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What is "DIN" and "JIS"? What is the difference between them?

Both DIN (Deutsches Institut für Normung) and JIS (Japanese Industrial Standards) are industry standards for microscope objectives and eyepieces.

When referring to microscopes, a DIN standard eyepiece or objective uses a basic 160mm tube length. DIN microscopes begin with an object-to-image distance of 195mm, then fix the object distance at 45mm. The remaining 150mm distance to the eyepiece field lens sets the internal real image position, which is defined as 10mm from the end of the mechanical tube (which gives the 160mm tube length). DIN standard eyepieces have an international standard 23mm diameter. DIN standard objectives often times have "DIN" etched on the side and have a standard 0.7965" diameter thread, 36 TPI, 55° Whitworth threading.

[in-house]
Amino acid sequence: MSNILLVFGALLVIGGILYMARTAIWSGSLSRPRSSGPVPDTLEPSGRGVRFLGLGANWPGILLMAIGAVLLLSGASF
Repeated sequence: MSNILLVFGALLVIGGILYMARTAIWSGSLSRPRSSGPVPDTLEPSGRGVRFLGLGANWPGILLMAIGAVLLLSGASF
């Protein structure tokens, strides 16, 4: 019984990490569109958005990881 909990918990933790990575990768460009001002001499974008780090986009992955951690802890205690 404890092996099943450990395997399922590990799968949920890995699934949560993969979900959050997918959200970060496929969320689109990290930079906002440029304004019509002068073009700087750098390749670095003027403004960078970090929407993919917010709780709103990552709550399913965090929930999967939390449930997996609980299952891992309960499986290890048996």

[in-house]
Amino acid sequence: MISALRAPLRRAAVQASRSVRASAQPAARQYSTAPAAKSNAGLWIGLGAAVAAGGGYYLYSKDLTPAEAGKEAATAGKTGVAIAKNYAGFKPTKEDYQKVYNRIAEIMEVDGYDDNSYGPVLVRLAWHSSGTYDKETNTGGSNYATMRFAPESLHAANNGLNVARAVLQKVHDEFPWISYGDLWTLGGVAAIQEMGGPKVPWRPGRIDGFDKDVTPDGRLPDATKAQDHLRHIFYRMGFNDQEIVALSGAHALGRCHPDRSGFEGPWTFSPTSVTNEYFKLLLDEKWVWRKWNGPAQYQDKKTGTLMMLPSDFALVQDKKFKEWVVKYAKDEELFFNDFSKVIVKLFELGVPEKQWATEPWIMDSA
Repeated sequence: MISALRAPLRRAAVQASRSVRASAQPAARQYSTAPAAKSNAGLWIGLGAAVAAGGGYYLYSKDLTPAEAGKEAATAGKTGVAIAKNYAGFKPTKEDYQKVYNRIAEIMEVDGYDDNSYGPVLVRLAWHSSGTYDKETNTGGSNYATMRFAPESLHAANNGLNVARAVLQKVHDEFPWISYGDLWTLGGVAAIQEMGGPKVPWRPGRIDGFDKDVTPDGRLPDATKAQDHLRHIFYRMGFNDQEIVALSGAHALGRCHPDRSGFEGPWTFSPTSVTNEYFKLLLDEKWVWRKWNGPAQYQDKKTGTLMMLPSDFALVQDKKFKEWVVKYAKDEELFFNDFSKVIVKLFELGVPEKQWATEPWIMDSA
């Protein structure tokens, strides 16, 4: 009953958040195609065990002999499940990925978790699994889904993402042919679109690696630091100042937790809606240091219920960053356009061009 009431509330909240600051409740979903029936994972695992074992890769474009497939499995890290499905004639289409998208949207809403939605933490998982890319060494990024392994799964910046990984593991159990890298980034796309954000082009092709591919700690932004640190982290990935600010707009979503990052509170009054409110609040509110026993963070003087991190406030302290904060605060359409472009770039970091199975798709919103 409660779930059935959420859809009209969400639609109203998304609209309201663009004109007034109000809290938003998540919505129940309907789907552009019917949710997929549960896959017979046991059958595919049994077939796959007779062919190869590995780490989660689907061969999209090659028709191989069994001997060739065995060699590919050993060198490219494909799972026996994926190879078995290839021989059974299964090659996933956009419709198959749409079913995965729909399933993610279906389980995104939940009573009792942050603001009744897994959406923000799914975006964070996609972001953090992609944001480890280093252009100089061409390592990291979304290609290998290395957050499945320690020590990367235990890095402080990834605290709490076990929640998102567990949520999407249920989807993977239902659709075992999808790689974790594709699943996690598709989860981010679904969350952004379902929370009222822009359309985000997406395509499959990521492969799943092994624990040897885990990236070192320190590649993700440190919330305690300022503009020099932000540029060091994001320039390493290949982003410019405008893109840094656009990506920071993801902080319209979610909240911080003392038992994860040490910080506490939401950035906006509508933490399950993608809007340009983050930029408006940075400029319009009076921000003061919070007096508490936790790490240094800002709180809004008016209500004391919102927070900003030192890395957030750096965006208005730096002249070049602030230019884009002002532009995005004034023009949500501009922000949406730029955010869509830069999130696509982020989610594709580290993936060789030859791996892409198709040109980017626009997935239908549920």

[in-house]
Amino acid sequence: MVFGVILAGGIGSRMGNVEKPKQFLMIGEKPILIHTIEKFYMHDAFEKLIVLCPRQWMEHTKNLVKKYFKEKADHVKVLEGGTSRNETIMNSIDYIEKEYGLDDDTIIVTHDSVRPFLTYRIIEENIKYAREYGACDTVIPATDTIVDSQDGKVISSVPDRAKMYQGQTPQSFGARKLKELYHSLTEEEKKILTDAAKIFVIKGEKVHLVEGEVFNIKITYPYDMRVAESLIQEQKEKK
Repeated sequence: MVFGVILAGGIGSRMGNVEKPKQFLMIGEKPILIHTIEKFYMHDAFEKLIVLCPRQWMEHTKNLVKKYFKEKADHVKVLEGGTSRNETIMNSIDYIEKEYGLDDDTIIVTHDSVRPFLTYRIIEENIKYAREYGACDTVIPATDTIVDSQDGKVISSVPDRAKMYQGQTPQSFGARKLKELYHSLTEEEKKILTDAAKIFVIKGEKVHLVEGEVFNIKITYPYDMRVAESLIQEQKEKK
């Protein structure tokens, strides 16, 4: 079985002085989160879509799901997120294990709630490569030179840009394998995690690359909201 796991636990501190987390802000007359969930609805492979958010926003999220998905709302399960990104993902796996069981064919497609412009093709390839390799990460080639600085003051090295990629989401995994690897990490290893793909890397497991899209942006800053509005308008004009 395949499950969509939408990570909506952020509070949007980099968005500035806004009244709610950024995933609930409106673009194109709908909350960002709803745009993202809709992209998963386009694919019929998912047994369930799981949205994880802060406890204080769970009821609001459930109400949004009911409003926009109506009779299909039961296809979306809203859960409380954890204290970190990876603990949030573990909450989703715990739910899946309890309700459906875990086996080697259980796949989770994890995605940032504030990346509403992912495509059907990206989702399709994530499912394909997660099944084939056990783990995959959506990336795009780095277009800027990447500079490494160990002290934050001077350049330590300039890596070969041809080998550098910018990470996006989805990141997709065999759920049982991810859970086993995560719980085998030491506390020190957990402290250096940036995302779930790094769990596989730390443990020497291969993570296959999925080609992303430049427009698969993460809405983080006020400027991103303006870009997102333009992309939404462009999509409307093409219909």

A JIS standard system has a 170mm tube length. JIS standard eyepieces also have an international standard 23mm diameter, however JIS standard fixed the object distance at 30mm. JIS standard objectives also have a standard 0.7965" diameter thread, 36 TPI, 55° Whitworth threading.

Most microscopes are DIN standard. DIN and JIS standards are interchangeable from a mechanical point-of-view. Please note, however, that the magnification of a microscope is calculated by multiplying the objective and eyepiece power together. This is assuming you have the same standard microscope, eyepiece and objective. If your eyepiece, objective, or tube length does not conform to the same standard, then recalculation of the total magnification is necessary. Also note that non-standardized microscopes exist, so be careful when choosing an eyepiece or objective.

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